Fun Lounge Area

We continue our Crash Course in Corporate Color Theory by exploring the effects of color on your office furnishings and corporate atmosphere as a whole.
Creating Office Harmony

Visual harmony is effected by using “analogous” colors, those colors next to each other on the color wheel, like red and orange, or red and violet or fuschia. The eye tends to blend these noticeably different, yet neighboring colors. In fact, analogous color schemes are often a better idea than trying to match your chartreuse conference room table with army green chairs. Colors that are one-off, when placed next to each other, can create “visual dissonance” and are more likely to stick out like sore thumbs than blend together, as the eye will be drawn to the slight differences in hue. Think of using analogous colors versus one-offs as akin to listening to two harmonious third or fifth chords as opposed to a C and a C sharp.

When using colors throughout your office it’s best to stick with a color scheme of 2 to 3 colors. One color should be an accent, used to trim or for emphasis on a certain piece of high quality office furniture or important area of the office. Neutrals, like white, grey, or black, can be great for accents or trims. Greater emphasis can be created by juxtaposing complementary, contrasting colors. Complementary colors are opposite each other on the color wheel: red and green, orange and blue, or yellow and violet. These vibrant colors can help create a festive, vibrant mood and attract a lot of attention. Unless they’re your company colors, high-contrast colors should probably be used sparingly.

Color Everywhere

Opportunities abound for maintaining your color scheme and creating an eclectic or uniform look throughout the office. While you may automatically think of the desks, carpet, walls and ceiling, there are also cabinets, bins, storage bins, bookcases and filing cabinets, and other office accessories. Don’t forget that wall coverings and art, plants, windows, blinds, mirrors, fountains, signs, and lamps are also good ways to incorporate great colors into your color-coordinated office. Even the refrigerator or desk task chair may be a great place to include an accent color.

The Color Subconscious

Colors mean different things to different cultures, industries, and demographics. Different contexts can attribute different meanings to colors for your office and office furniture as well: while it is good feng shui to have red in the office for wealth and prosperity, red to some may be interpreted as cautionary, from the connotations of red traffic lights, stop signs, warning labels, and red tape. Just as we acquire tastes over the years, our favorite color may have changed too, and the meanings associated with each. Similarly, colors can even be seasonal– orange can be blistering in summertime or represent the harvest and pumpkins in autumn. Red can mean Christmas or Valentine’s Day. While it can be difficult to pinpoint exactly the meanings associated with colors, it is important take into account when choosing office furniture and considering the impact on the mood in your office. That’s why we have included a generalized handy color meaning chart below:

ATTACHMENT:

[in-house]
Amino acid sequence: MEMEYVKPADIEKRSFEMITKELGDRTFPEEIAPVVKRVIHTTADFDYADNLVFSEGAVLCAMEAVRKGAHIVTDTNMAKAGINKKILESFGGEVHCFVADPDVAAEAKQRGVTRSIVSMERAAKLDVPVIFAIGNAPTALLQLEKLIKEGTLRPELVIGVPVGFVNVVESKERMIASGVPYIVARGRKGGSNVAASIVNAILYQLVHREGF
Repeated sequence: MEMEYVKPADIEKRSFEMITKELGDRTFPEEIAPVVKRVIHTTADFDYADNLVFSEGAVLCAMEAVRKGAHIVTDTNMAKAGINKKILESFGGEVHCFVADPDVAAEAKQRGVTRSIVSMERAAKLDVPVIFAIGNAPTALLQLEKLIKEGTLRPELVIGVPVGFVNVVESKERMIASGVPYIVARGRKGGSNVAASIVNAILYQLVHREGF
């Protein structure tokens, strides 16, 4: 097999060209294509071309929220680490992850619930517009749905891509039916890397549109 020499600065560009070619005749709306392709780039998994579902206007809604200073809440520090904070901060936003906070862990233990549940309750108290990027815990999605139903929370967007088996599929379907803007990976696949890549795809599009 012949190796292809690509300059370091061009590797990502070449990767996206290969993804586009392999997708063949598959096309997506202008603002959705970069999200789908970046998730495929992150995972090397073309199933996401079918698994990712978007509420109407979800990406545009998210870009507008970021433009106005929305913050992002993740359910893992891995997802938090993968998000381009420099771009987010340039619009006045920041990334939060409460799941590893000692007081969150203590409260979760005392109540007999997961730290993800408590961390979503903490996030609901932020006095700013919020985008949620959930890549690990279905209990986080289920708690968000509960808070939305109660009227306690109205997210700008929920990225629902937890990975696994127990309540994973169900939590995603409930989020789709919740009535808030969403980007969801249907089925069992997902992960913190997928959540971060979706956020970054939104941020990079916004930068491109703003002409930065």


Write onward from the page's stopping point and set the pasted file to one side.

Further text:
RED aggression, motivation, sexuality
ORANGE energy, creativity, spontaneity
YELLOW happiness, freshness, softness
GREEN nature, safety, money
BLUE trust, health, expertise
PURPLE power, luxury, wisdom
WHITE purity, cleanliness, simplicity
BLACK intimidation, fashion, strength

For a color-coordinated office that matches your company colors, puts everyone in a good mood, and exudes professionalism, try CubeKing. CubeKing, America’s #1 office furniture discounter, has selections of the full range and spectrum of office furniture imaginable. Plus, CubeKing has space planners and staff that will take into account interior design colors and help you plan your office and select from both new and used office furniture — all for incredible discount prices. Check out CubeKing today!

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